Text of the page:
Forum for Science, Industry and Business

Sponsored by:     3M 
Search our Site:

 

Asbestos cancer breakthrough

14.11.2003


First-ever blood test for mesothelioma being developed



Researchers at the Pacific Northwest Research Institute (PNRI) have reported the development of a blood test for mesothelioma, a highly aggressive lung cancer caused by asbestos exposure.

A PNRI team led by Dr. Ingegerd Hellstrom, and an Australian team, led by Dr. Bruce Robinson, of the University of Western Australia, conducted the research, which appears in the November 15th issue of Lancet. The new test promises a simple technique for diagnosing and monitoring mesothelioma early in its progress, when therapy is more likely to be successful. Fujirebio Diagnostics, Inc. (FDI) of Malvern, PA, a leading oncology diagnostic company, has acquired an exclusive license from PNRI to develop a commercial test for worldwide distribution.


According to Hellstrom, mesothelioma cells release distinctive molecular markers, SMR (soluble mesothelin-related proteins), into the blood stream. Hellstrom and her colleagues have identified this group of markers and have developed a test to detect them with great specificity.

In blood samples gathered from 273 individuals, researchers found that 84% of those with mesothelioma exhibited high levels of SMR. Only 1.9% of those with other forms of cancer or lung disease had any increased SMR, and patients who were healthy and had not been exposed to asbestos showed no biomarker increase.

"This is a very important breakthrough in the diagnosis and treatment of mesothelioma," Hellstrom explains. "Currently, no blood test exists to detect this cancer and the new biomarker will help doctors see the disease that so far has required much more complicated and expensive tests, and that even then has often gone undetected."

Fujirebio is in the process of initiating the clinical development and commercialization of the mesothelioma test. Dr. Daniel O’Shannessy, FDI’s Chief Scientific Officer, says that this new assay "will provide, for the very first time, a highly effective way of tracking disease progression through noninvasive means."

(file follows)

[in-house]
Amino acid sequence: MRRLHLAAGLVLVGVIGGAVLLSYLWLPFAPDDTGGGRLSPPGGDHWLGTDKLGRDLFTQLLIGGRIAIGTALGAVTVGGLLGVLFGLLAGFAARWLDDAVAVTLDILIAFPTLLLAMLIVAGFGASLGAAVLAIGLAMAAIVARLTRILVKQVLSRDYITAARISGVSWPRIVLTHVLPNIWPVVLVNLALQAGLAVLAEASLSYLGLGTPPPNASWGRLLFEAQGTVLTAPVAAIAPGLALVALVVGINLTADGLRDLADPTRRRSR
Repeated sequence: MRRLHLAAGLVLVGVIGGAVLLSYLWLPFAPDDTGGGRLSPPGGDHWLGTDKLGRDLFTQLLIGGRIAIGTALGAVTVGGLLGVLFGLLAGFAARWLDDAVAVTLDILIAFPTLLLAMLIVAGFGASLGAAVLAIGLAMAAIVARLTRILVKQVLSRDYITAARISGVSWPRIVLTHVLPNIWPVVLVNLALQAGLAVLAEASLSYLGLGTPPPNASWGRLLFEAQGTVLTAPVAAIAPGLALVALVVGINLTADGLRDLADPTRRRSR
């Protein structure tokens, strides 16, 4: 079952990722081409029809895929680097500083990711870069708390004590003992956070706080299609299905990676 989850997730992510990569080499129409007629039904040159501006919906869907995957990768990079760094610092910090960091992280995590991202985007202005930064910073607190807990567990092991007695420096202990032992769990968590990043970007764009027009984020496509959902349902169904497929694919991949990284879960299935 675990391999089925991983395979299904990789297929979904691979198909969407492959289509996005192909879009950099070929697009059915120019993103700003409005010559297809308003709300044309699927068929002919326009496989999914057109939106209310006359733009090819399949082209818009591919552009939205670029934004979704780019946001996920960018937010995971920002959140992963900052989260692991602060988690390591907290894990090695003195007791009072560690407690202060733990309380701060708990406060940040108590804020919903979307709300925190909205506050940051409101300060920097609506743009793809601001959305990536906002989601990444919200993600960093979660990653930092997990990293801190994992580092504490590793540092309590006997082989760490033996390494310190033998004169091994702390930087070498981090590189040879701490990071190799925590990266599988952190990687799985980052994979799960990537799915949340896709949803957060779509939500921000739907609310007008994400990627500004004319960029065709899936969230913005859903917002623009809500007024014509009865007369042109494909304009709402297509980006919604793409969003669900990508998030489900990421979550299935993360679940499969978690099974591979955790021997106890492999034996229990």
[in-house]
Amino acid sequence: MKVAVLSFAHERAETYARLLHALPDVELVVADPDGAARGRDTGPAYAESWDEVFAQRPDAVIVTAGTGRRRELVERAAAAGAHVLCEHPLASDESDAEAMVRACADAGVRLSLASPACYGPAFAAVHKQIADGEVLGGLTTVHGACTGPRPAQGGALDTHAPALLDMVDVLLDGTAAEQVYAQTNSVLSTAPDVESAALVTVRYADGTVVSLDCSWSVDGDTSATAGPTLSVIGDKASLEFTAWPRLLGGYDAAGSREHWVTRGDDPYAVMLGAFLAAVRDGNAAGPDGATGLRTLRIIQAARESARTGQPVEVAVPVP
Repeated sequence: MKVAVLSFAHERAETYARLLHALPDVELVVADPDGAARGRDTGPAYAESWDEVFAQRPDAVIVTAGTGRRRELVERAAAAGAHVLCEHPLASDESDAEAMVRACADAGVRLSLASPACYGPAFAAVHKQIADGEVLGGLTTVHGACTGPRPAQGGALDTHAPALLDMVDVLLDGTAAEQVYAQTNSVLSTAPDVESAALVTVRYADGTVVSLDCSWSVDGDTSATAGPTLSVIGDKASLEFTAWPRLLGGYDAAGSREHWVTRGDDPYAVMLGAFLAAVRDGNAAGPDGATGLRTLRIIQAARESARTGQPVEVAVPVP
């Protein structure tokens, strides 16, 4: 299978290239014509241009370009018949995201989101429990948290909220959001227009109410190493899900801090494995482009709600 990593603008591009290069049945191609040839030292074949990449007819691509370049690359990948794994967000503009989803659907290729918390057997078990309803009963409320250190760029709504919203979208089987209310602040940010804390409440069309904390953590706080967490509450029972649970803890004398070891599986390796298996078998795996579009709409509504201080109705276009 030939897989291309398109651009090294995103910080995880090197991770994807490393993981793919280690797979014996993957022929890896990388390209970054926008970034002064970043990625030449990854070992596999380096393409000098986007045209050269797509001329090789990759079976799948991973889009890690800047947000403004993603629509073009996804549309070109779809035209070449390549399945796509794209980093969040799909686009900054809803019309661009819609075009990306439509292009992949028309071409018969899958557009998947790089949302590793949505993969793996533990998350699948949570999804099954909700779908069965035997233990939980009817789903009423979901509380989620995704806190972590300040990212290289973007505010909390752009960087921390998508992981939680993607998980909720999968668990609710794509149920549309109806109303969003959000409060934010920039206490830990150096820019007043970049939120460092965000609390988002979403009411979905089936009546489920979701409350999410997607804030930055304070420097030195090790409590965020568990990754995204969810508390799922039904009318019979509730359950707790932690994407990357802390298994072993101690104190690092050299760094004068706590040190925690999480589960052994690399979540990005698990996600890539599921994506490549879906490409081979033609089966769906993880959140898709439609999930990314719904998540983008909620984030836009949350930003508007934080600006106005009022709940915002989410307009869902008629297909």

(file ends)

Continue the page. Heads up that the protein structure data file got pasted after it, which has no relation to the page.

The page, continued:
According to Robinson, from whose patients in Australia the blood samples were drawn, the new research also shows that SMR can be elevated in serum up to several years before actual diagnosis of mesothelioma. "The test may thus prove helpful," Robinson says, "for screening asbestos-exposed individuals for early evidence of mesothelioma."


###
Pacific Northwest Research Institute (PNRI) is a private non-profit biomedical and clinical research laboratory in Seattle, focusing on the prevention and cure of diabetes and cancer. PNRI conducts research in tumor immunology, autoimmune disease, growth factor and metabolic signal transduction pathways, oxidative stress, and large-population screening for diabetes and cancer. The Institute is also participating in a pancreatic islet transplantation research program to treat patients with diabetes. Major emphases of the Hellstrom laboratory at PNRI are on early detection of ovarian, breast, and lung cancers and the development of vaccines for therapeutic purposes. For more information, see www.pnri.org.

Fujirebio Diagnostics, Inc. (FDI), is a premier diagnostics company and the industry leader in Tumor Marker assays specializing in the clinical development, manufacturing and commercialization of in vitro diagnostic products for the management of human disease states with an emphasis in Oncology. The company, formerly known as Centocor Diagnostics, was acquired by Fujirebio, Inc. of Tokyo, Japan in November 1998. FDI utilizes its worldwide distribution network to enable access by physicians and patients to its diagnostic products. For more information on Fujirebio group, visit www.fdi.com.

Contacts:
For PNRI: Rich Murphy
Director of Community Relations, PNRI
206-568-1484
rmurphy@pnri.org

For Fujirebio Diagnostics, Inc.:
Jonathan Morein/Gary Gatyas
Dudnyk Public Relations
267-532-1290/267-532-1244

Rich Murphy | EurekAlert!
Further information:
http://www.pnri.org/

More articles from Health and Medicine:

nachricht Usher syndrome: Gene therapy restores hearing and balance
25.09.2017 | Institut Pasteur